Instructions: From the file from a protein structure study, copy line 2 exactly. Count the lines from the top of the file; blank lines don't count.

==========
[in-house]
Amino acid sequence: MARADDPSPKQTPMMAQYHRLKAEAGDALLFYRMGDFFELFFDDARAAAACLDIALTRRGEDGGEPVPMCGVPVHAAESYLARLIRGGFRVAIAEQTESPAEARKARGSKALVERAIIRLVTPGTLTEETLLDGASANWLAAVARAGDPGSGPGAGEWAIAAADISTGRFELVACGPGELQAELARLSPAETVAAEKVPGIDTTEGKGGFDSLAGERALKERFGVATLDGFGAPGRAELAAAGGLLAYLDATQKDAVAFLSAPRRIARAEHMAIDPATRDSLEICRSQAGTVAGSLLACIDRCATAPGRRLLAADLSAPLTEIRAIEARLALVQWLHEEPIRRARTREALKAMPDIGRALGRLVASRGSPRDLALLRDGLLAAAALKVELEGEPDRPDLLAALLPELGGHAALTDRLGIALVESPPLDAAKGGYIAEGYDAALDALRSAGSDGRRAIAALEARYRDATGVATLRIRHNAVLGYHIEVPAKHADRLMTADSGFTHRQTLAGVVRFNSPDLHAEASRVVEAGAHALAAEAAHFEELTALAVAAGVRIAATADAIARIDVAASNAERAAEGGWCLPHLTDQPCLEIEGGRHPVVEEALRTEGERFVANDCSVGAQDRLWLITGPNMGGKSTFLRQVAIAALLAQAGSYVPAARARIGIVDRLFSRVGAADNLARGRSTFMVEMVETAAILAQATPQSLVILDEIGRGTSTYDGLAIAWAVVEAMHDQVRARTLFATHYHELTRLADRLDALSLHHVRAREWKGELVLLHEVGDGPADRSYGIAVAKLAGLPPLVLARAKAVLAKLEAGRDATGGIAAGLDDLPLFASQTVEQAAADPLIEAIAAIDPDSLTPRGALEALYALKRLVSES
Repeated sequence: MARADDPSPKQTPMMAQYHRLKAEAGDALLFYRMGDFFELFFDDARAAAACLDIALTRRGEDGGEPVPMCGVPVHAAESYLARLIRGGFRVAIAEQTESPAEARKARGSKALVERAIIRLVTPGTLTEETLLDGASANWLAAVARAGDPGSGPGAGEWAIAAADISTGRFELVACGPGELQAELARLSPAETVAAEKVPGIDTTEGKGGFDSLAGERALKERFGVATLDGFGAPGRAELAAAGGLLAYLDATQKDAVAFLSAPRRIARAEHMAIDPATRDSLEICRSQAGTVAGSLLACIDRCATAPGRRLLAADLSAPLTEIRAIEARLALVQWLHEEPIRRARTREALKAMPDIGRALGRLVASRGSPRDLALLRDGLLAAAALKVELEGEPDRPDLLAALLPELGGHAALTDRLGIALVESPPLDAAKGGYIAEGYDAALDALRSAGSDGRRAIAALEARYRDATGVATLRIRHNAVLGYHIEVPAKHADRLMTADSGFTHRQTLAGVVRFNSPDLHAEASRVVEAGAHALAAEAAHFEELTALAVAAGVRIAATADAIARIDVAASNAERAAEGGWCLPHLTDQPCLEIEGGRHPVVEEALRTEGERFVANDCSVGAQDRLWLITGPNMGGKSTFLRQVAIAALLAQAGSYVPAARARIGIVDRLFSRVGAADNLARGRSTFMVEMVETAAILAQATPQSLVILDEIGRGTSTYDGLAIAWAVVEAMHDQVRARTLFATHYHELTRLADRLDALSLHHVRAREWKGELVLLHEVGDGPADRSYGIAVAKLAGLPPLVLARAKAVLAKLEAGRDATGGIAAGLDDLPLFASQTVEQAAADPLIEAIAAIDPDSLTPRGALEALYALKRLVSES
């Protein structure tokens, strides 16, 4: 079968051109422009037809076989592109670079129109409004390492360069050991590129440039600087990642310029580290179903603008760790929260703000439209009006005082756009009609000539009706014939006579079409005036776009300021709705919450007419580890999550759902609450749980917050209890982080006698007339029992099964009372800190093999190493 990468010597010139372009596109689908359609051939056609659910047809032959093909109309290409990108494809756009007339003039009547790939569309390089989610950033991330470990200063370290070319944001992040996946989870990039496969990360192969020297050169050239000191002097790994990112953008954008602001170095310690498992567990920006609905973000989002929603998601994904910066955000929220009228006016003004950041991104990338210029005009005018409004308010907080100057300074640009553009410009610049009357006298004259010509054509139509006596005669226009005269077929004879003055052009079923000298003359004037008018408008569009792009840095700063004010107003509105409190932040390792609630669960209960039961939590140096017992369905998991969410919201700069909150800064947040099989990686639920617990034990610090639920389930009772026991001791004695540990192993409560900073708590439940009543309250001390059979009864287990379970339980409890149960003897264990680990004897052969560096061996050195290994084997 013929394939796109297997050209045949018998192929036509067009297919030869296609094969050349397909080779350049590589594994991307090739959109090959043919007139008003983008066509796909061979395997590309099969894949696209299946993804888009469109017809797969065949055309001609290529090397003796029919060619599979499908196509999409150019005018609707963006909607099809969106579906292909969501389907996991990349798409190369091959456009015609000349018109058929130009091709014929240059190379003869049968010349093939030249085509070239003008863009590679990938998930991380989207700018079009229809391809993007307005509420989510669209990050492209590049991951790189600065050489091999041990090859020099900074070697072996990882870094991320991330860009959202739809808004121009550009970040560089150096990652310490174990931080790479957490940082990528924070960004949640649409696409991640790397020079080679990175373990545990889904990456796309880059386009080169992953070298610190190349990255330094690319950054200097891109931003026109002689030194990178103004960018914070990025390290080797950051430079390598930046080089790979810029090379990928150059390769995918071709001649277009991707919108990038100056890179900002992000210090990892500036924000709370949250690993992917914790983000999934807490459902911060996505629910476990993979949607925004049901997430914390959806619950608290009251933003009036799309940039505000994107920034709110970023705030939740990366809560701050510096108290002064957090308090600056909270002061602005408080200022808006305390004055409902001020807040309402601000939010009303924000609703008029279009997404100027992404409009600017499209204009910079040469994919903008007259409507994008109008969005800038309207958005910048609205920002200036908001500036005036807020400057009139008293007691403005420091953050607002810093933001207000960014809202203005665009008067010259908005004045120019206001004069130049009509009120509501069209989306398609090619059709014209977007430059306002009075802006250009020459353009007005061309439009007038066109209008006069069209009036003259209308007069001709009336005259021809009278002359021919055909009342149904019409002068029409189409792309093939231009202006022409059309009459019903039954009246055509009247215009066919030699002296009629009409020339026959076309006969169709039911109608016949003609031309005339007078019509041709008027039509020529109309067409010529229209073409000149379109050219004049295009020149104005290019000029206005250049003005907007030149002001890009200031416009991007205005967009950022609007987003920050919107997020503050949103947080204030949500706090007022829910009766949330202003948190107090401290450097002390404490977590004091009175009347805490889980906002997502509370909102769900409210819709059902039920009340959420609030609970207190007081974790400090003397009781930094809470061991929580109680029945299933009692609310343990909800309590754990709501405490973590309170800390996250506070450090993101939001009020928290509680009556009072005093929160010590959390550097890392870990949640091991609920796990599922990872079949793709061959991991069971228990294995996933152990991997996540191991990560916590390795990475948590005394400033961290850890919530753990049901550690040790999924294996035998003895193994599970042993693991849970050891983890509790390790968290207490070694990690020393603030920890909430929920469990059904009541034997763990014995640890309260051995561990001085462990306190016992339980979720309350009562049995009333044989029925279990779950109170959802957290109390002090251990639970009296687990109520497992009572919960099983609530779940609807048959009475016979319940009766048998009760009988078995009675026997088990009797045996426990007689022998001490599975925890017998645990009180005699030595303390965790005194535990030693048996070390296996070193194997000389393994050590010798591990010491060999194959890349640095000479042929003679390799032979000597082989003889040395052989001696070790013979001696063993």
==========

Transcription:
Amino acid sequence: MARADDPSPKQTPMMAQYHRLKAEAGDALLFYRMGDFFELFFDDARAAAACLDIALTRRGEDGGEPVPMCGVPVHAAESYLARLIRGGFRVAIAEQTESPAEARKARGSKALVERAIIRLVTPGTLTEETLLDGASANWLAAVARAGDPGSGPGAGEWAIAAADISTGRFELVACGPGELQAELARLSPAETVAAEKVPGIDTTEGKGGFDSLAGERALKERFGVATLDGFGAPGRAELAAAGGLLAYLDATQKDAVAFLSAPRRIARAEHMAIDPATRDSLEICRSQAGTVAGSLLACIDRCATAPGRRLLAADLSAPLTEIRAIEARLALVQWLHEEPIRRARTREALKAMPDIGRALGRLVASRGSPRDLALLRDGLLAAAALKVELEGEPDRPDLLAALLPELGGHAALTDRLGIALVESPPLDAAKGGYIAEGYDAALDALRSAGSDGRRAIAALEARYRDATGVATLRIRHNAVLGYHIEVPAKHADRLMTADSGFTHRQTLAGVVRFNSPDLHAEASRVVEAGAHALAAEAAHFEELTALAVAAGVRIAATADAIARIDVAASNAERAAEGGWCLPHLTDQPCLEIEGGRHPVVEEALRTEGERFVANDCSVGAQDRLWLITGPNMGGKSTFLRQVAIAALLAQAGSYVPAARARIGIVDRLFSRVGAADNLARGRSTFMVEMVETAAILAQATPQSLVILDEIGRGTSTYDGLAIAWAVVEAMHDQVRARTLFATHYHELTRLADRLDALSLHHVRAREWKGELVLLHEVGDGPADRSYGIAVAKLAGLPPLVLARAKAVLAKLEAGRDATGGIAAGLDDLPLFASQTVEQAAADPLIEAIAAIDPDSLTPRGALEALYALKRLVSES